The problem with not having anything to positive to vote for

My late father used to remind me that I had a habit of ‘doing’ before ‘thinking’, which is why he repeatedly said to me shortly before he died in 2010: “The problem with you, Shibley, is that you always ‘do’ before you ‘think'”.

I began today, about eight hours ago, with a tweet which summed up how I felt on reading that David Lammy could not support striking action. Lammy is the one who effused about Jeremy Corbyn, before he shoved the boot in. Last election, there was plenty that I could vote for, in preference to a person who referred to Muslims as ‘letterboxes’ or gays as ‘tank-topped bumboys‘.

Clearly some racism is acceptable to the voting public – some isn’t.

I could’ve voted for policies such as: national care service, improving broadband, for example. I did vote Labour in 2019.. It was ridiculously apparent that the NI protocol was totally unworkable with a border down the middle of the sea. Johnson with an impeccable record of lying, and getting away with it, was clearly fraudulently telling the UK public, “Get Brexit done!”. He has literally lied for his livings, and treats his Party in the same way his former lovers, one can assume by telling them distorted versions of the truth, allegedly. We are all now suffering due to the lies told by him and others over Brexit, and it will all unwind massively once the European Union takes the UK to court.

I might suggest that this is all ‘ancient history‘, but Johnson says he got all the big calls right – I think what he meant was he got the big culls right, with pretty disastrous policies as would be expected after decimating public health as his Party had done so for a decade. He ‘got Brexit done’, in contrast to Gordon Brown’s much flogged image of ‘dithering’. Remember when the media had a frenzy about how Brown couldn’t decide whether to dunk his biscuits or not? Johnson and pals have been sitting on the reconfiguration of social care for a very long time, and the NHS is in tatters (frustratingly for the very talented people who work in it).

So riddle me this. RMT, the union, disaffiliated from Labour a long time ago. Mick Lynch and Eddie Dempsey from the RMT have made abundantly clear what the arguments are for organising collective action against lies from the Govt and other railway parties. When asked about the allegation of ‘resisting’ change, progress and innovation, Lynch points out that they’re not using Stephenson’s “Rocket” any more. When Lynch is compared to a ‘dinosaur’ by a swivel-eyed loon during Question Time, Lynch calmly points out the dinosaurs were around for 130 million years, from which he deduces that they had a ‘very good innings’. When Dempsey is then threatened with why he opposes ‘compulsory redundancies’, Dempsey politely points out, ‘If a worker has an old spanner, you don’t sack the worker, but you buy him a new spanner’. It is ludicrous that RMT is expected to take the revenues when certain organisations have made much profit: e.g.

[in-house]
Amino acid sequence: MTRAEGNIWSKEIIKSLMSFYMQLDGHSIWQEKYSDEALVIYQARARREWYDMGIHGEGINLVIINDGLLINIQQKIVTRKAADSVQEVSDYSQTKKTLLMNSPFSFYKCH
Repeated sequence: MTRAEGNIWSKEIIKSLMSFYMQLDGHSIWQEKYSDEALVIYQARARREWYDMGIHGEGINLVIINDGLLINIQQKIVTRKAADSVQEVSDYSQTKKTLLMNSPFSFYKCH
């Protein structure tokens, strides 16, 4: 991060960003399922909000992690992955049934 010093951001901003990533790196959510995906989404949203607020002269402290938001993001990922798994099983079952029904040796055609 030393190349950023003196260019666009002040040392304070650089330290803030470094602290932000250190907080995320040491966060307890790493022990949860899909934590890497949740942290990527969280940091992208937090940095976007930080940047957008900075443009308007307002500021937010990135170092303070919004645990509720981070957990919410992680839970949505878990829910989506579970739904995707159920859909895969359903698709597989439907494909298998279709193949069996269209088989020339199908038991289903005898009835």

“In 2021-22 Q1 passenger revenue was £999 million, higher than the £184 million in 2020-21 Q1 but still lower than before the pandemic (£2.8 billion in the same quarter two years ago (2019-20 Q1).”

The Government haven clearly colluding to shaft RMT members, and Starmer/Labour refuse to give RMT any support. More than that there is talk of ‘disciplining’ those picketing. An odd reaction given that the Unions founded the Labour Party to re present working people in parliament. David Lammy, as a future foreign secretary, he wishes, can’t wait to distance himself from the Unions defending workers’ rights, for example striking BA workers.

I think Sir Keir Starmer has been abysmal in pointing out last year that inflation would be a problem this year. He was pretty useless in saying where he could ‘improve’ Brexit – even Nigel Farage and other Brexiteers wish that Brexit were going better.

Hence my tweet, which provoked a huge reaction within 8 hours.

I consider myself left wing, as a lifelong Labour voter. I probably wouldn’t want to vote LibDem, as they oppose the strikes (and have a proud history of opposing Labour), despite my pro EU sympathy.

There is a sense of ‘plague on your houses’.

‘Femi’ played the line that it is people like me who are the real problem, more left wing than is possible. So, riddle me this, how come these are actual data? I don’t recall people voting for mega right-wing policies like we’re currently enduring.

The current Government is pretty awful, and so are their echo chamber allies obsessing with Pride “swastikas”, transsexual athletes, racism as an overblown issue, Starmer not being able to define a woman, and so forth.

In the absence of sensible policies, defence of workers and Labour values, and convincing leadership, it is pretty hard for me to vote Labour. As a matter of ‘necessity’, it has been argued that I should simply vote to ‘get the Conservatives out’ – and there is some truth in the notion that my plan not to vote for Lammy, Starmer or Labour is both unpragmatic and totally unhelpful – facilitating a Johnson government. Johnson has already made it clear he intends to go a full three terms, with his ruffled hair ‘virtue signalling’ that he will ignore the critics. He already has called his record ‘outstanding’.

Johnson is outstanding at being ‘full of shit’. I am clearly not the only one able to vote for Labour, and this could turn out to be a big problem if Starmer felt that obliterating the Left would secure him office.